According to a study published by the French Development Agency (AFD), 88% of French citizens feel ill-informed about public development aid. Though most of those questioned supported development policy, opposition is growing. EurActiv France reports.
The annual study of French public opinion towards development policy for the first time reflects the growing importance of climate change to the general public.
80% of French citizens think that climate change represents a real threat to their way of life, and over half believe that the existing measures for combating global warming are insufficient, or non-existent.
80% believe that the fight against climate change should be taken into account in the distribution of development aid, and the majority see the fight against climate change as a golden opportunity to improve the development models of the poorest countries.
Africa was singled out as the priority region for development aid by 41% of the French citizens questioned. This is down from over 60% in 2008, despite the recent crises in Mali and the Central African Republic, and the Ebola crisis, which have served to highlight the importance of Western aid.
Growing recognition of global interdependence
The French appear to be increasingly aware of the extent to which all countries are interdependent, beyond a binary North/South relationship. They recognise that events in developing countries can affect their life in France (78%) and that the growing populations of these countries represent a challenge for the whole of the international community (75%).
Thus, the French believe that improvements to social and environmental standards in developing countries would be good news for the world as a whole. Poor countries are also seen by many as potential partners, particularly in the fight against climate change.
>> Read: French development aid declines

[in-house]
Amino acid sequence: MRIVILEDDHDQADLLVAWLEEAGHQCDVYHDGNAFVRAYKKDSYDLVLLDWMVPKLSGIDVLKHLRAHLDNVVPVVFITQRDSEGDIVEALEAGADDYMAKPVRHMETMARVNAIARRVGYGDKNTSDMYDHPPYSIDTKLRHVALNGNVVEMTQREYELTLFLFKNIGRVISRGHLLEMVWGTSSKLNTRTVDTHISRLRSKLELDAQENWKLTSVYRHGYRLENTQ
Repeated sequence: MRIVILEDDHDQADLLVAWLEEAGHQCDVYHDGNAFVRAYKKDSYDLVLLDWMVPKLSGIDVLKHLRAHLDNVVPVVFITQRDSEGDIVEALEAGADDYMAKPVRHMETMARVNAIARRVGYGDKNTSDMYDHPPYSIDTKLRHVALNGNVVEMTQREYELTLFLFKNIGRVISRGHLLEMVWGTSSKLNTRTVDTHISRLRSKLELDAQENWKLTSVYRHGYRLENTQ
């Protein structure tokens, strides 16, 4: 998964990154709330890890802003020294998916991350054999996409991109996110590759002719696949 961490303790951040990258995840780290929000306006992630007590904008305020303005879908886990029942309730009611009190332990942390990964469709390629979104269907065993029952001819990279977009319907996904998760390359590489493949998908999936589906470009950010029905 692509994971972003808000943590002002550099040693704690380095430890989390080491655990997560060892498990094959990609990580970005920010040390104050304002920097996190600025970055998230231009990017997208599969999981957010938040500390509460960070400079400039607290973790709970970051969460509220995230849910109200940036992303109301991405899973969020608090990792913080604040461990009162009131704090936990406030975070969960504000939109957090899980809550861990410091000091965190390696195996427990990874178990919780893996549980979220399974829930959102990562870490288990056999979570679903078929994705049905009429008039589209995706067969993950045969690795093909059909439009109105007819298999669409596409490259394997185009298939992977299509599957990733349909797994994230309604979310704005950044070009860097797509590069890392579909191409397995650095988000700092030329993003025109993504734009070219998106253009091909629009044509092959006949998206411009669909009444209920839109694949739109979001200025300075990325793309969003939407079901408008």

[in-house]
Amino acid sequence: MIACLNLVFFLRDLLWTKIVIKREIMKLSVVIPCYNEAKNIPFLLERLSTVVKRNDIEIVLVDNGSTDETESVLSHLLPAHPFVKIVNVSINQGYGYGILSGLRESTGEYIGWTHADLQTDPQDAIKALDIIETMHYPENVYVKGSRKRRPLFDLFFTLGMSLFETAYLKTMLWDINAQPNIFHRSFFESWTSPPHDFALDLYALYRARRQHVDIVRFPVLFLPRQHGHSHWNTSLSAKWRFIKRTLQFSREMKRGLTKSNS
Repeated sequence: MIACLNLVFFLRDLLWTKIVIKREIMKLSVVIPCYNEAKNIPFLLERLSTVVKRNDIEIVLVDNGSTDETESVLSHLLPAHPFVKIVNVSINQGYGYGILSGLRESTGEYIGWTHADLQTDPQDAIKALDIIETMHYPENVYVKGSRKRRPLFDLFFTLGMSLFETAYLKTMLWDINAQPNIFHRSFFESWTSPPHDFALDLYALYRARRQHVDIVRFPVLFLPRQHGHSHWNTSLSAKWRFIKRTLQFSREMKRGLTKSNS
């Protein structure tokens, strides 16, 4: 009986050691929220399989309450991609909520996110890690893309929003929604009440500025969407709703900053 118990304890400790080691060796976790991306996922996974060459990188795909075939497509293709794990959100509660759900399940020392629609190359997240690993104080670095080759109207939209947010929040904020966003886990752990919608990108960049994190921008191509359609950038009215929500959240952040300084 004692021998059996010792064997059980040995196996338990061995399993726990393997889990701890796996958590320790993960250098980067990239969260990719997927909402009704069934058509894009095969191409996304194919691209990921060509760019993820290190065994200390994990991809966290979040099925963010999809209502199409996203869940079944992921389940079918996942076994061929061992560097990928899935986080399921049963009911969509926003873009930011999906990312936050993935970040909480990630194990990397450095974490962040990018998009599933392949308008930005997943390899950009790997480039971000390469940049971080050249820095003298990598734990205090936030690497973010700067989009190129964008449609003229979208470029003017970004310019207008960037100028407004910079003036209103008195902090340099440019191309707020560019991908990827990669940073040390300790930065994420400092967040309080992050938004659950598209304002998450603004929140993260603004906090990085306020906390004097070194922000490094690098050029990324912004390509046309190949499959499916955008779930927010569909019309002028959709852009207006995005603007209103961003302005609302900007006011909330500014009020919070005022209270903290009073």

Frustration over lack of information
This new vision of the importance of development aid is, logically, accompanied by a greater desire for information.
88% of French citizens feel badly informed, or very badly informed, about public development aid, and rightly so. Their perception of subjects like the progression of extreme poverty (which has actually been in decline for about a decade), or the supposed deterioration of the social and environmental situation in developing countries, for example, is far from reality.
Rising opposition to development aid
The study shows that the French public would like development aid policies to seek improvements in global equality. They would prioritise peace and stability, equality and social justice, sustainable development and the preservation of the world’s public assets.
The areas prioritised for non-financial aid, by the French citizens surveyed, are the fight against climate change, reducing inequality, and improving social and environmental standards across the world.
The majority of those surveyed think that France should continue to support developing countries, even though opposition to development aid has grown from 20% in 1995 to 27% in 2014.
The Secretary of State for Development and la Francophonie is optimistic about the survey. Annick Girardin said that “at a time when many French people are having difficulty finding work and are sometimes finding it hard to make ends meet, when it is tempting to become more introspective, I find it encouraging that the majority of our compatriots support France’s efforts at solidarity with developing countries”.
Anne Paugam, director of the French development agency AFD, said "the French people today are clearly conscious that what happens in the Southern countries can have impact upon their lives. They realise that the interests of the developing and the developed world converge around the issues of climate disruption, reducing inequality, promoting models of sustainable economic growth... And this vision of an interdependent world is at the heart of the French Development Agency's efforts to find concrete solutions to these challenges".
The proportion of France’s 2015 budget dedicated to international aid will fall by 2.8% to 2.79 billion euro. In real terms this amounts to a reduction of 80 million euro in 2015.
The French development aid fund will continue to fall by 210 million euro between 2014 and 2017.